Dissertation/Thesis Abstract

The Impact of Auditory Hallucinations and Symptom Severity on Anxiety Levels in Schizophrenia
by Jones, Melissa L., Psy.D., The Chicago School of Professional Psychology, 2015, 96; 3715810
Abstract (Summary)

The current study was an examination of the impact that auditory hallucination subtype (e.g., command-type auditory hallucinations and noncommand-type auditory hallucinations) and overall symptom severity has on anxiety levels in individuals diagnosed with paranoid schizophrenia (N = 52). Participants included 39 males and 13 females, all diagnosed with schizophrenia, paranoid type. Participants were recruited from an intensive outpatient program (IOP), inpatient program (IN), and partial hospitalization program (PHP) from two Southern California psychiatric facilities. The Positive and Negative Syndrome Scale (PANSS) was used to assess each participant’s overall symptom severity and determine auditory hallucination subtype. The Multidimensional Anxiety Questionnaire (MAQ) was used to assess each participant’s level of anxiety. Results indicated that over 65% of participants demonstrated anxiety levels in the severe clinical severity category, according MAQ T-scores. Further analyses indicated that auditory hallucination subtype or overall symptom severity did not significantly predict anxiety levels, using a multiple regression analysis. Finally, an independent samples t test demonstrated statistically nonsignificant differences between participants with command-type auditory hallucinations and participants with noncommand-type auditory hallucinations on anxiety scores.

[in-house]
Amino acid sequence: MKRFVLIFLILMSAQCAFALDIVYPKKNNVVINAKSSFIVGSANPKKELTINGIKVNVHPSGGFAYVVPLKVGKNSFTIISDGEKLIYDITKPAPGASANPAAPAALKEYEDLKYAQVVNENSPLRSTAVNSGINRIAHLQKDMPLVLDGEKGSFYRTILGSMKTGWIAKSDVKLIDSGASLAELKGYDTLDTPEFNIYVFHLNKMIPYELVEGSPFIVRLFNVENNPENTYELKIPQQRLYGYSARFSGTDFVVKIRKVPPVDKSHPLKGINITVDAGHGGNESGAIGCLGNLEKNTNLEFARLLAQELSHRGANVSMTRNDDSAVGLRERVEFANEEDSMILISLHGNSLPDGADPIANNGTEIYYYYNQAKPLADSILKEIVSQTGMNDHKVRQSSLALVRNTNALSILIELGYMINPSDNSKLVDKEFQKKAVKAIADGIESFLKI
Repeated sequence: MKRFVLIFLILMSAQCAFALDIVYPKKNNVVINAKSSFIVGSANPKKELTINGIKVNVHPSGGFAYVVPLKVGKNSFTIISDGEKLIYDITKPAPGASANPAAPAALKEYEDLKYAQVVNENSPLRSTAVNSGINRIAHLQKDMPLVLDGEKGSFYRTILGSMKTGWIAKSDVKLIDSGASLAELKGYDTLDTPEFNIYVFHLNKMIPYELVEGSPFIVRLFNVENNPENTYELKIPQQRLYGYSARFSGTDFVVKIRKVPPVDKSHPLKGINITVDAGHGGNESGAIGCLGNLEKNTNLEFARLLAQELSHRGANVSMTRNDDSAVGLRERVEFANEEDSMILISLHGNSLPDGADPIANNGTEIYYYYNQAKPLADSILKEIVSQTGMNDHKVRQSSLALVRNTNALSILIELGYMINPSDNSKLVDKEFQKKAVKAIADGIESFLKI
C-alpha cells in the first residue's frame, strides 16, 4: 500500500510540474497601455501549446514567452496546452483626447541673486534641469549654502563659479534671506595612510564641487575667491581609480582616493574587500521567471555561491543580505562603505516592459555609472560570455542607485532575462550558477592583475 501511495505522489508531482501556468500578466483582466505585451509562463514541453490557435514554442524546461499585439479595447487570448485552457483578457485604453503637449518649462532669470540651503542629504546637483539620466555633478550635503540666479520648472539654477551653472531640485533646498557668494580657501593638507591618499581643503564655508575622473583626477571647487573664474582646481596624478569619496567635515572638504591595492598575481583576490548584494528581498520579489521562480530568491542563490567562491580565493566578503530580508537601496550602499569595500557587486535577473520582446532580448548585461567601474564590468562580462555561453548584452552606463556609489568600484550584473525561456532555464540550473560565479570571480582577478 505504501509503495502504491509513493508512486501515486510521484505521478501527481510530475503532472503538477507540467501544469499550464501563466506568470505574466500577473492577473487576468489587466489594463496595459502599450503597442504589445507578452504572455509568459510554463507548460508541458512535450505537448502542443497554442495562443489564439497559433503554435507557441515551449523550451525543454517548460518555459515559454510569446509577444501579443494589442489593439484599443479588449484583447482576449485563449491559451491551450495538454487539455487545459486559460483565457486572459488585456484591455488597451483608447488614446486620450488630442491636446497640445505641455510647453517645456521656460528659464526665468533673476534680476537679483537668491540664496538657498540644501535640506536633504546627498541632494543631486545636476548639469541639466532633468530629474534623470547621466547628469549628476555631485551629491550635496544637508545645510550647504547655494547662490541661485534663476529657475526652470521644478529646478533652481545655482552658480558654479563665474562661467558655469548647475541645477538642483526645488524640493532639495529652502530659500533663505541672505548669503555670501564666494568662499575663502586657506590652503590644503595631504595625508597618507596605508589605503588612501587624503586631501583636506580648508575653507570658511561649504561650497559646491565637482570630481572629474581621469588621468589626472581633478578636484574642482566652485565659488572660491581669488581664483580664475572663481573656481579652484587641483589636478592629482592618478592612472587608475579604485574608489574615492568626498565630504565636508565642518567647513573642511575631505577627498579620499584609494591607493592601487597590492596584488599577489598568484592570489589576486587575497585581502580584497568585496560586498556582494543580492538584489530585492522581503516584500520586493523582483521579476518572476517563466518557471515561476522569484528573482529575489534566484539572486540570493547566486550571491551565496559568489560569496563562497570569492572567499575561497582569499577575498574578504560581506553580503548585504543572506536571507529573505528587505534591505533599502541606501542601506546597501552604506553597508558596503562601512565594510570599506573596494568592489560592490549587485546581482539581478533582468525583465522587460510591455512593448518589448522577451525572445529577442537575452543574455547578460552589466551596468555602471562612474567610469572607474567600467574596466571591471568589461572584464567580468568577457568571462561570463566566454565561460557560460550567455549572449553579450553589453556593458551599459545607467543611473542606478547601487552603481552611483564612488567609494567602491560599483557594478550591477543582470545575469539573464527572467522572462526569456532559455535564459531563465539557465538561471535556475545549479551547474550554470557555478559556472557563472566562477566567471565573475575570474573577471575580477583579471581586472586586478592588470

Indexing (document details)
Advisor: Sitzer, David, Balice, Guy
School: The Chicago School of Professional Psychology
Department: Clinical Psychology
School Location: United States -- Illinois
Source: DAI-B 76/12(E), Dissertation Abstracts International
Subjects: Psychology
Keywords: Anxiety, Auditory hallucinations, Command hallucinations, Schizophrenia
Publication Number: 3715810
ISBN: 978-1-321-94104-3
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